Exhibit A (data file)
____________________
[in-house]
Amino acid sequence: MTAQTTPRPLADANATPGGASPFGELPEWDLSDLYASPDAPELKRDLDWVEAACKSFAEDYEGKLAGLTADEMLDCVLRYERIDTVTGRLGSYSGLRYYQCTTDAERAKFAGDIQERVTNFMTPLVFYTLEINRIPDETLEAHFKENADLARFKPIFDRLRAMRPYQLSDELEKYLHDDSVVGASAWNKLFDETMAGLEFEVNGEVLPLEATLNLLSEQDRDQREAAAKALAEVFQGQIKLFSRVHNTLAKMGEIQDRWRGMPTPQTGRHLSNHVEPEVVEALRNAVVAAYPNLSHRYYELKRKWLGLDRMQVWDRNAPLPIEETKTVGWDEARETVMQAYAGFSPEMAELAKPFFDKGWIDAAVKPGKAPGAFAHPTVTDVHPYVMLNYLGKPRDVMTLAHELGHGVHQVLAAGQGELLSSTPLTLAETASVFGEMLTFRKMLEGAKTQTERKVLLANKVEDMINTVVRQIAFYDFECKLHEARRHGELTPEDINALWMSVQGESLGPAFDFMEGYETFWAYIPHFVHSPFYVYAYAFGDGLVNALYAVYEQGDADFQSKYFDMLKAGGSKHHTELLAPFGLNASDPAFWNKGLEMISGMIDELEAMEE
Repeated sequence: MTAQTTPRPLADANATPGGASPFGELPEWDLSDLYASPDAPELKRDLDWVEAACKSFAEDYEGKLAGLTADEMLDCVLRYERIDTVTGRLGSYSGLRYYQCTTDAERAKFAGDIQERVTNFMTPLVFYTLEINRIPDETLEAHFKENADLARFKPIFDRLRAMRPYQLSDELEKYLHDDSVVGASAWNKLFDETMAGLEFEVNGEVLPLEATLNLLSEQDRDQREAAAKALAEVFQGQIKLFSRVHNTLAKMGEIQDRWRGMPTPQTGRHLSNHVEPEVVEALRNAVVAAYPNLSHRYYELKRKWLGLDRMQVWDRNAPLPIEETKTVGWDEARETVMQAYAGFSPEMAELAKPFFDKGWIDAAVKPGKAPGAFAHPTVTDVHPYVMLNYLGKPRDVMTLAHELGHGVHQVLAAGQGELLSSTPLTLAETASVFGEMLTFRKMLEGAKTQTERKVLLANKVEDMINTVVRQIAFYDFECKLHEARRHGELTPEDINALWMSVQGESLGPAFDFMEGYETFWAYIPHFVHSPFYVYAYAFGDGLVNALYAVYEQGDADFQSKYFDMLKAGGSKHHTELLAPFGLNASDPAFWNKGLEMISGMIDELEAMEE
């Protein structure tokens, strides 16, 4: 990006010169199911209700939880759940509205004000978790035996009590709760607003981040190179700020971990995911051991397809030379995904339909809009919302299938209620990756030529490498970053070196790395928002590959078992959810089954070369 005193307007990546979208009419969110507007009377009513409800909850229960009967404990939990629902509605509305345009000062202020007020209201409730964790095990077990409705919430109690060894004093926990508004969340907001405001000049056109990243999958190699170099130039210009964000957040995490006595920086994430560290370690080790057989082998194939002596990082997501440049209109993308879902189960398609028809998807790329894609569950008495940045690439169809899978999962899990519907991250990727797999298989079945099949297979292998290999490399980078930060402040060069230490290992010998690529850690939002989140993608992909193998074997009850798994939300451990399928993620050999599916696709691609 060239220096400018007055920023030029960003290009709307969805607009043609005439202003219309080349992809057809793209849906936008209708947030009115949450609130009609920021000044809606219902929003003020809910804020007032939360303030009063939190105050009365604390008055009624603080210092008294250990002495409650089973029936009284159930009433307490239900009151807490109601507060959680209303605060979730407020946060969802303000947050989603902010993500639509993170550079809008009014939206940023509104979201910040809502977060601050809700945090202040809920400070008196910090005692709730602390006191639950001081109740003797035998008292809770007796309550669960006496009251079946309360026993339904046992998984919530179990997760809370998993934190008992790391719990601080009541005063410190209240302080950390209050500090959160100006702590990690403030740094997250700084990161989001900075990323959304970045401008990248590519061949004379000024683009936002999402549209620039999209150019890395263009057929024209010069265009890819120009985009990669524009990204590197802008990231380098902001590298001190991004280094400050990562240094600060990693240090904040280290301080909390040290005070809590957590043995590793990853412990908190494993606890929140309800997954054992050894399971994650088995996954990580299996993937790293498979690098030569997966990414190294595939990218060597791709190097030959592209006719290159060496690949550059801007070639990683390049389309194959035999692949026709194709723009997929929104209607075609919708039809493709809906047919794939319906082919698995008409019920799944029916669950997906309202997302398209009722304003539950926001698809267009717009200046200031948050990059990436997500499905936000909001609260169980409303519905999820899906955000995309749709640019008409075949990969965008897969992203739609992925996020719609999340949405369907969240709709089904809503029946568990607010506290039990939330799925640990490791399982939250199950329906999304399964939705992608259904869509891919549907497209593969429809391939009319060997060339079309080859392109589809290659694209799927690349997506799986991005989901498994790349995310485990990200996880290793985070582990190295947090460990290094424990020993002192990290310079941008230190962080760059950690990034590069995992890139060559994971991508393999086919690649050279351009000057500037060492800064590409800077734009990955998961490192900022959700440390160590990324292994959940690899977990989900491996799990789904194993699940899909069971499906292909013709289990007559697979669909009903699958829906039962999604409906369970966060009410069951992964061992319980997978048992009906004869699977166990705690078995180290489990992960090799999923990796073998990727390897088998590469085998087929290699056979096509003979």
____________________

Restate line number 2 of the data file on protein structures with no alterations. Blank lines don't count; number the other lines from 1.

Amino acid sequence: MTAQTTPRPLADANATPGGASPFGELPEWDLSDLYASPDAPELKRDLDWVEAACKSFAEDYEGKLAGLTADEMLDCVLRYERIDTVTGRLGSYSGLRYYQCTTDAERAKFAGDIQERVTNFMTPLVFYTLEINRIPDETLEAHFKENADLARFKPIFDRLRAMRPYQLSDELEKYLHDDSVVGASAWNKLFDETMAGLEFEVNGEVLPLEATLNLLSEQDRDQREAAAKALAEVFQGQIKLFSRVHNTLAKMGEIQDRWRGMPTPQTGRHLSNHVEPEVVEALRNAVVAAYPNLSHRYYELKRKWLGLDRMQVWDRNAPLPIEETKTVGWDEARETVMQAYAGFSPEMAELAKPFFDKGWIDAAVKPGKAPGAFAHPTVTDVHPYVMLNYLGKPRDVMTLAHELGHGVHQVLAAGQGELLSSTPLTLAETASVFGEMLTFRKMLEGAKTQTERKVLLANKVEDMINTVVRQIAFYDFECKLHEARRHGELTPEDINALWMSVQGESLGPAFDFMEGYETFWAYIPHFVHSPFYVYAYAFGDGLVNALYAVYEQGDADFQSKYFDMLKAGGSKHHTELLAPFGLNASDPAFWNKGLEMISGMIDELEAMEE